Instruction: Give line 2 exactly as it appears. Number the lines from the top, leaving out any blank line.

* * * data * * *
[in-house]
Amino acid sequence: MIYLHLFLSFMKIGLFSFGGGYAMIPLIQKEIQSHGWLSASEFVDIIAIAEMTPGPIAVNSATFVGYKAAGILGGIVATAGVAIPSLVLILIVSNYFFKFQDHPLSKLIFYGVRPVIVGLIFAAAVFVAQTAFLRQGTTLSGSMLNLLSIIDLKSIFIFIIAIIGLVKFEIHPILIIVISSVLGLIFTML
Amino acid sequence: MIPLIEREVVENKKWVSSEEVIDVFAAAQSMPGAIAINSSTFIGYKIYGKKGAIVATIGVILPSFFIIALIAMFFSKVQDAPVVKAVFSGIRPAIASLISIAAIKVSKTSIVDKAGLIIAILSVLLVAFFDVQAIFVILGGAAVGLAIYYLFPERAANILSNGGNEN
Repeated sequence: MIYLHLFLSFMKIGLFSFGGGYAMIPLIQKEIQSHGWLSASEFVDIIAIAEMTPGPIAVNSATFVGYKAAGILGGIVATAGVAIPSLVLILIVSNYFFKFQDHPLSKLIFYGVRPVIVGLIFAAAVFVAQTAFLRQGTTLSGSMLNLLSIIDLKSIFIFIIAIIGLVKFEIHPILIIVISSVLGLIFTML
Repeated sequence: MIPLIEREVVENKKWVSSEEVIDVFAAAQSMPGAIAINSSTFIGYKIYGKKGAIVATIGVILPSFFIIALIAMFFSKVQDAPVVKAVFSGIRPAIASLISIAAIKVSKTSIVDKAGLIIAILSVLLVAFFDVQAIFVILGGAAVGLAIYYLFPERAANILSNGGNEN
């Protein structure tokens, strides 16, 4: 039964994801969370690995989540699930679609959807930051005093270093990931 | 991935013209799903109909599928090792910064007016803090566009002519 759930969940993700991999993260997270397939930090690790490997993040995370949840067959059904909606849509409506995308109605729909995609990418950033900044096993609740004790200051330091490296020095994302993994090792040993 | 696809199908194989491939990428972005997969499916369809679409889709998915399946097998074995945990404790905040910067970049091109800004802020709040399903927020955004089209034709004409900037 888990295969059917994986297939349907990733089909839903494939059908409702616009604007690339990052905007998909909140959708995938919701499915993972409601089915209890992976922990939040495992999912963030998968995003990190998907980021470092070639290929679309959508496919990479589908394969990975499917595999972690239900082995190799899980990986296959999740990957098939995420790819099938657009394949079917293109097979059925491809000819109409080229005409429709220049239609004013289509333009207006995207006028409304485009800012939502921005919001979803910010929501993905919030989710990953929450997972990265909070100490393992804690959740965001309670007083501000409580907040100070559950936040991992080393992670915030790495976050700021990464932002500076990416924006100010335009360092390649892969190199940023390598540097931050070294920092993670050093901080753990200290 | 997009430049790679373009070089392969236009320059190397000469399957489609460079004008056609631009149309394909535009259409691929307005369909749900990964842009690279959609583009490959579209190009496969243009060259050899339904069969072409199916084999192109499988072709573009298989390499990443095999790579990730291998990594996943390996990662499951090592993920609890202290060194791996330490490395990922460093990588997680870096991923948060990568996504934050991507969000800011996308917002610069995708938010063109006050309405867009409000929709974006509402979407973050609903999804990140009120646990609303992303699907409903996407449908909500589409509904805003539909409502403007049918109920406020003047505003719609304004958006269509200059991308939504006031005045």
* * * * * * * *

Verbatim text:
Amino acid sequence: MIYLHLFLSFMKIGLFSFGGGYAMIPLIQKEIQSHGWLSASEFVDIIAIAEMTPGPIAVNSATFVGYKAAGILGGIVATAGVAIPSLVLILIVSNYFFKFQDHPLSKLIFYGVRPVIVGLIFAAAVFVAQTAFLRQGTTLSGSMLNLLSIIDLKSIFIFIIAIIGLVKFEIHPILIIVISSVLGLIFTML